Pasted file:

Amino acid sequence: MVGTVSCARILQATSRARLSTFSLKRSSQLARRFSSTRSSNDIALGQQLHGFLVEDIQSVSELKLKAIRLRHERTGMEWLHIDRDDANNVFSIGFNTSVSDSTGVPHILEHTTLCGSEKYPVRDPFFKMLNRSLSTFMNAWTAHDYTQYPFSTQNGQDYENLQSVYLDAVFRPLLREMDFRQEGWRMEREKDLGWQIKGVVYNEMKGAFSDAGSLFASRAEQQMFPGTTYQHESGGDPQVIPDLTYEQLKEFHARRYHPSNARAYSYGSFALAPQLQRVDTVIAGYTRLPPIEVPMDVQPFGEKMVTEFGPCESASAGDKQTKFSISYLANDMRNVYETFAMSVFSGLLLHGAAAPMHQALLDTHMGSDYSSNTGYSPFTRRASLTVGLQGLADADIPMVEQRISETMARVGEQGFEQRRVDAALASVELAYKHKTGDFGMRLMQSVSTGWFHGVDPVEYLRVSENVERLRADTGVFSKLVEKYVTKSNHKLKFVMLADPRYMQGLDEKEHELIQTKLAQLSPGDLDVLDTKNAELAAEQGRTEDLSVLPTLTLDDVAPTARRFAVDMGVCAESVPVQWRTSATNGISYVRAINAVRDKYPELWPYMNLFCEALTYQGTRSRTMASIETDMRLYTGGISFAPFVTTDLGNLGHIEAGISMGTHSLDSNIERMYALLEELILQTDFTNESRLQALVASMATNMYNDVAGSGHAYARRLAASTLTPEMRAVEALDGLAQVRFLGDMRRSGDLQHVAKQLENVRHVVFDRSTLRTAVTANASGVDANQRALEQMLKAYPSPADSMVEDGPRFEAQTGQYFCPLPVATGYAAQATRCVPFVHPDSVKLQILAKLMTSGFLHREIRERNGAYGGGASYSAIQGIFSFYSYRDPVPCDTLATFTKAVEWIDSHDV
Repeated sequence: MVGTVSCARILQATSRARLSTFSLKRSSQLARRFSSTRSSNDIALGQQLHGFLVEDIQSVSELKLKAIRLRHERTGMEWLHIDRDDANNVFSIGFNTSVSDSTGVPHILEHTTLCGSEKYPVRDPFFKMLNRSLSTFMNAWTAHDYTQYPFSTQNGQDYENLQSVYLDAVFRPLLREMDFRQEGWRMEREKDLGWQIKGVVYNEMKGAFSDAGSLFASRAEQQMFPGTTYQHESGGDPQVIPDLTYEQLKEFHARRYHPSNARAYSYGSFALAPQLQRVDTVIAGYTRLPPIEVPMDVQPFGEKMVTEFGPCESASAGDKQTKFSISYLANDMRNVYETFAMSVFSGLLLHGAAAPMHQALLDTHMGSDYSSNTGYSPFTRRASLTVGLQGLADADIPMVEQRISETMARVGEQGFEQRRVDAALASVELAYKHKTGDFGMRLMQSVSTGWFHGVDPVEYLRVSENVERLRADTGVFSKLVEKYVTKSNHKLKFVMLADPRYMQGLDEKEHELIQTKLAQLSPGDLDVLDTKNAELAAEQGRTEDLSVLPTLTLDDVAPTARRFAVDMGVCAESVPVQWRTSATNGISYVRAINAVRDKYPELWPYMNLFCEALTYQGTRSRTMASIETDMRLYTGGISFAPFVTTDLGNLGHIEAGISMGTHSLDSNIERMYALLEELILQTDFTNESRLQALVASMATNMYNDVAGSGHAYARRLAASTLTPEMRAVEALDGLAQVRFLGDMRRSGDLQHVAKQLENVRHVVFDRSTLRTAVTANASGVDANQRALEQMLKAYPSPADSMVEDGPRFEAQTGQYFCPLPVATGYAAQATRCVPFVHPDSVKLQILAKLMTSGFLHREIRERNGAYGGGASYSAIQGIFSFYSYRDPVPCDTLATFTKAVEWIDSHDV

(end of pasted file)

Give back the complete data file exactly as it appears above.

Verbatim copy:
Amino acid sequence: MVGTVSCARILQATSRARLSTFSLKRSSQLARRFSSTRSSNDIALGQQLHGFLVEDIQSVSELKLKAIRLRHERTGMEWLHIDRDDANNVFSIGFNTSVSDSTGVPHILEHTTLCGSEKYPVRDPFFKMLNRSLSTFMNAWTAHDYTQYPFSTQNGQDYENLQSVYLDAVFRPLLREMDFRQEGWRMEREKDLGWQIKGVVYNEMKGAFSDAGSLFASRAEQQMFPGTTYQHESGGDPQVIPDLTYEQLKEFHARRYHPSNARAYSYGSFALAPQLQRVDTVIAGYTRLPPIEVPMDVQPFGEKMVTEFGPCESASAGDKQTKFSISYLANDMRNVYETFAMSVFSGLLLHGAAAPMHQALLDTHMGSDYSSNTGYSPFTRRASLTVGLQGLADADIPMVEQRISETMARVGEQGFEQRRVDAALASVELAYKHKTGDFGMRLMQSVSTGWFHGVDPVEYLRVSENVERLRADTGVFSKLVEKYVTKSNHKLKFVMLADPRYMQGLDEKEHELIQTKLAQLSPGDLDVLDTKNAELAAEQGRTEDLSVLPTLTLDDVAPTARRFAVDMGVCAESVPVQWRTSATNGISYVRAINAVRDKYPELWPYMNLFCEALTYQGTRSRTMASIETDMRLYTGGISFAPFVTTDLGNLGHIEAGISMGTHSLDSNIERMYALLEELILQTDFTNESRLQALVASMATNMYNDVAGSGHAYARRLAASTLTPEMRAVEALDGLAQVRFLGDMRRSGDLQHVAKQLENVRHVVFDRSTLRTAVTANASGVDANQRALEQMLKAYPSPADSMVEDGPRFEAQTGQYFCPLPVATGYAAQATRCVPFVHPDSVKLQILAKLMTSGFLHREIRERNGAYGGGASYSAIQGIFSFYSYRDPVPCDTLATFTKAVEWIDSHDV
Repeated sequence: MVGTVSCARILQATSRARLSTFSLKRSSQLARRFSSTRSSNDIALGQQLHGFLVEDIQSVSELKLKAIRLRHERTGMEWLHIDRDDANNVFSIGFNTSVSDSTGVPHILEHTTLCGSEKYPVRDPFFKMLNRSLSTFMNAWTAHDYTQYPFSTQNGQDYENLQSVYLDAVFRPLLREMDFRQEGWRMEREKDLGWQIKGVVYNEMKGAFSDAGSLFASRAEQQMFPGTTYQHESGGDPQVIPDLTYEQLKEFHARRYHPSNARAYSYGSFALAPQLQRVDTVIAGYTRLPPIEVPMDVQPFGEKMVTEFGPCESASAGDKQTKFSISYLANDMRNVYETFAMSVFSGLLLHGAAAPMHQALLDTHMGSDYSSNTGYSPFTRRASLTVGLQGLADADIPMVEQRISETMARVGEQGFEQRRVDAALASVELAYKHKTGDFGMRLMQSVSTGWFHGVDPVEYLRVSENVERLRADTGVFSKLVEKYVTKSNHKLKFVMLADPRYMQGLDEKEHELIQTKLAQLSPGDLDVLDTKNAELAAEQGRTEDLSVLPTLTLDDVAPTARRFAVDMGVCAESVPVQWRTSATNGISYVRAINAVRDKYPELWPYMNLFCEALTYQGTRSRTMASIETDMRLYTGGISFAPFVTTDLGNLGHIEAGISMGTHSLDSNIERMYALLEELILQTDFTNESRLQALVASMATNMYNDVAGSGHAYARRLAASTLTPEMRAVEALDGLAQVRFLGDMRRSGDLQHVAKQLENVRHVVFDRSTLRTAVTANASGVDANQRALEQMLKAYPSPADSMVEDGPRFEAQTGQYFCPLPVATGYAAQATRCVPFVHPDSVKLQILAKLMTSGFLHREIRERNGAYGGGASYSAIQGIFSFYSYRDPVPCDTLATFTKAVEWIDSHDV